Why you should care

Because the effects are still radiating around the globe.

They’re dealing with a wave of despair. People across Japan stopped for a moment of silence today at 2:46 p.m. local time — the exact moment five years ago when a magnitude-9 earthquake struck, followed by a devastating tsunami.

Each day, thousands of workers clad in Tyvek suits and protective masks and armed with radiation monitors are shuttled into the nuclear power plant that melted down. They are there to clean up basements filled with radioactive water and to remove contaminants. The operation is supposed to take a whopping 40 years, but Japan’s Olympics minister has said that he hopes Fukushima Prefecture will be ready to host preliminary matches for the 2020 Summer Games in Tokyo.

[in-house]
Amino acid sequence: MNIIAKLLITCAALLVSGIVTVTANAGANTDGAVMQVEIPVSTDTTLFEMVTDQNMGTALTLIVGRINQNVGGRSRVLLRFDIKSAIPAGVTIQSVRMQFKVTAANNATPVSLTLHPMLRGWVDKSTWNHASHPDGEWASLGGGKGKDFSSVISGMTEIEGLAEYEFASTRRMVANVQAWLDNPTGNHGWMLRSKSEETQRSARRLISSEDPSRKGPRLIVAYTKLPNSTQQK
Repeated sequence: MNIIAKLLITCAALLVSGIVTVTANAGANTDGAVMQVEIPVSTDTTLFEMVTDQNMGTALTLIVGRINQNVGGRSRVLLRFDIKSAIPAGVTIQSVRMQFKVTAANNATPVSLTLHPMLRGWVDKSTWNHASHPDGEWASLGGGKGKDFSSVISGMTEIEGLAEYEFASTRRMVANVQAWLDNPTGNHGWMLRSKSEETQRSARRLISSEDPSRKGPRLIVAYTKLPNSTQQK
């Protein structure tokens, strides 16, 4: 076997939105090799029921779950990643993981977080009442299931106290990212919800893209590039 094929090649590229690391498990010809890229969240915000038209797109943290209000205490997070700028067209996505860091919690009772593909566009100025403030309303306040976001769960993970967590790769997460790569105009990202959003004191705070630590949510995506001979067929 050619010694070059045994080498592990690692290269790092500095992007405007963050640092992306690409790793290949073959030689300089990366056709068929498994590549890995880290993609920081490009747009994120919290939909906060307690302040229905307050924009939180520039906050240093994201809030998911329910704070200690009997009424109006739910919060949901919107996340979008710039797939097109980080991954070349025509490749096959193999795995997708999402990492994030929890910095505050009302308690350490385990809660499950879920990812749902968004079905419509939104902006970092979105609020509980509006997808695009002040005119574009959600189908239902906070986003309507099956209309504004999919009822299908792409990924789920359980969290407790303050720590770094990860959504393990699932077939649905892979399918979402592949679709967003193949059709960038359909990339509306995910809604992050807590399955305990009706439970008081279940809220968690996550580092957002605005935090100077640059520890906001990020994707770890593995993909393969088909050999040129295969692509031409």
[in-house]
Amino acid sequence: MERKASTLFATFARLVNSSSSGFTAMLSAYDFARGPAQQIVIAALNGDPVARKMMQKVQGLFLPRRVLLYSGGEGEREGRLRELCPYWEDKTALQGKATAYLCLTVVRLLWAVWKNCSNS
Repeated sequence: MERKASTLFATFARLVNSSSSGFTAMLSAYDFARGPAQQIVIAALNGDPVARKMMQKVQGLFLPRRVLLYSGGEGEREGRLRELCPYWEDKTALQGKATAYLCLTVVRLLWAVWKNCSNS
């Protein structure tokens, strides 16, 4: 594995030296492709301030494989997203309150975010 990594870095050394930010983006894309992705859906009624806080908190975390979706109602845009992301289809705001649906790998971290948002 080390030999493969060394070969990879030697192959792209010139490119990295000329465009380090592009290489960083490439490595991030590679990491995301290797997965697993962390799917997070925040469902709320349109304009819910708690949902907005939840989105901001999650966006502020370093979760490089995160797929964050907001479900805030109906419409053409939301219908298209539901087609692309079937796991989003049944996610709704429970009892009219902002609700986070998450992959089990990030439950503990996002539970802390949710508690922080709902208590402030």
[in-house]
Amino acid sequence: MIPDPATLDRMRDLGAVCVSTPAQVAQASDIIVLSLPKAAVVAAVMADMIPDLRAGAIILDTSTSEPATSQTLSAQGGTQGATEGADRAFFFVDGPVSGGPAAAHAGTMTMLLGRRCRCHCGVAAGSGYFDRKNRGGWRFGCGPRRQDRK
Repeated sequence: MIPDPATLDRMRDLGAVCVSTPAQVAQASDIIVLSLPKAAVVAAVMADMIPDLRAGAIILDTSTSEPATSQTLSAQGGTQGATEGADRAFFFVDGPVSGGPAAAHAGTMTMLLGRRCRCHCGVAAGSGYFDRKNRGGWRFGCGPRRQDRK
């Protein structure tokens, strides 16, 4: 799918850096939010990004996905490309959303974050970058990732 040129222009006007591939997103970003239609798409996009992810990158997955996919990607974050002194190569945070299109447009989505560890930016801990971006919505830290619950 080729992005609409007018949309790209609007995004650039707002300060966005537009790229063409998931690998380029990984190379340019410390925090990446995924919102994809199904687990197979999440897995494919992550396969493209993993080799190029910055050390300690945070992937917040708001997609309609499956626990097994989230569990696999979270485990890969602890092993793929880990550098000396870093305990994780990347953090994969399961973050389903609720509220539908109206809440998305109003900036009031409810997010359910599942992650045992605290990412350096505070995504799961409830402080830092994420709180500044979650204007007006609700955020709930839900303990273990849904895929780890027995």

Teams are still searching for the remains of 2,562 people who went missing that day, and the impact of the meltdown continues to spread: Small amounts of radiation, scientists say, are washing up on American shores.


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